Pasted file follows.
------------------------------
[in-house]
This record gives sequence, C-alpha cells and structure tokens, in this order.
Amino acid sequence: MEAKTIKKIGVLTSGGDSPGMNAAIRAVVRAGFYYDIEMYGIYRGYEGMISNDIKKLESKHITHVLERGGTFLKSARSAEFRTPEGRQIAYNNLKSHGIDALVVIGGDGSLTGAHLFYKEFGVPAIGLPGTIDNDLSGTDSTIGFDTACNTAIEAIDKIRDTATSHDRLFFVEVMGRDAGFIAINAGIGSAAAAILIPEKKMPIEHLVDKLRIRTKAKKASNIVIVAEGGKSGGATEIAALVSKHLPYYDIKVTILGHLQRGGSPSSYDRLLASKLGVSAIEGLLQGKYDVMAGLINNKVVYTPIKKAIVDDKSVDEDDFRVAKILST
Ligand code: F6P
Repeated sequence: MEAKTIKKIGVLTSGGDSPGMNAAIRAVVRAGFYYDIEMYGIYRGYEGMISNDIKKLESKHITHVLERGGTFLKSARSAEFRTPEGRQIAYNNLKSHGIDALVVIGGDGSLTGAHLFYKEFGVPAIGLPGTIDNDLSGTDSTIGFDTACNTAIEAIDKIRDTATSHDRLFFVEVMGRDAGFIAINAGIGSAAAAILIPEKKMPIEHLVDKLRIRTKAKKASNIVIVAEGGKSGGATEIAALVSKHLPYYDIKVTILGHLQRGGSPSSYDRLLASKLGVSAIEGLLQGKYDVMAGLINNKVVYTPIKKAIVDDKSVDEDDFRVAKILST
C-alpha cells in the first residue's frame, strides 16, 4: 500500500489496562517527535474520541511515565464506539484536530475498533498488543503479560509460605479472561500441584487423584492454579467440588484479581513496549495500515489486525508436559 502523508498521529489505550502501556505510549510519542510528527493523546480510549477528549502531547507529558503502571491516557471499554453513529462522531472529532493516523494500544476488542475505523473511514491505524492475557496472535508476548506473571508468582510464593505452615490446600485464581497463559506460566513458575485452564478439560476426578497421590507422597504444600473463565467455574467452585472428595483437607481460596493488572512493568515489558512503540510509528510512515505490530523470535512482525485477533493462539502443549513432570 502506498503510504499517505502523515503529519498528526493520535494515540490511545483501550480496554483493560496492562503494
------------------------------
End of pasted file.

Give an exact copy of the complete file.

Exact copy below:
[in-house]
This record gives sequence, C-alpha cells and structure tokens, in this order.
Amino acid sequence: MEAKTIKKIGVLTSGGDSPGMNAAIRAVVRAGFYYDIEMYGIYRGYEGMISNDIKKLESKHITHVLERGGTFLKSARSAEFRTPEGRQIAYNNLKSHGIDALVVIGGDGSLTGAHLFYKEFGVPAIGLPGTIDNDLSGTDSTIGFDTACNTAIEAIDKIRDTATSHDRLFFVEVMGRDAGFIAINAGIGSAAAAILIPEKKMPIEHLVDKLRIRTKAKKASNIVIVAEGGKSGGATEIAALVSKHLPYYDIKVTILGHLQRGGSPSSYDRLLASKLGVSAIEGLLQGKYDVMAGLINNKVVYTPIKKAIVDDKSVDEDDFRVAKILST
Ligand code: F6P
Repeated sequence: MEAKTIKKIGVLTSGGDSPGMNAAIRAVVRAGFYYDIEMYGIYRGYEGMISNDIKKLESKHITHVLERGGTFLKSARSAEFRTPEGRQIAYNNLKSHGIDALVVIGGDGSLTGAHLFYKEFGVPAIGLPGTIDNDLSGTDSTIGFDTACNTAIEAIDKIRDTATSHDRLFFVEVMGRDAGFIAINAGIGSAAAAILIPEKKMPIEHLVDKLRIRTKAKKASNIVIVAEGGKSGGATEIAALVSKHLPYYDIKVTILGHLQRGGSPSSYDRLLASKLGVSAIEGLLQGKYDVMAGLINNKVVYTPIKKAIVDDKSVDEDDFRVAKILST
C-alpha cells in the first residue's frame, strides 16, 4: 500500500489496562517527535474520541511515565464506539484536530475498533498488543503479560509460605479472561500441584487423584492454579467440588484479581513496549495500515489486525508436559 502523508498521529489505550502501556505510549510519542510528527493523546480510549477528549502531547507529558503502571491516557471499554453513529462522531472529532493516523494500544476488542475505523473511514491505524492475557496472535508476548506473571508468582510464593505452615490446600485464581497463559506460566513458575485452564478439560476426578497421590507422597504444600473463565467455574467452585472428595483437607481460596493488572512493568515489558512503540510509528510512515505490530523470535512482525485477533493462539502443549513432570 502506498503510504499517505502523515503529519498528526493520535494515540490511545483501550480496554483493560496492562503494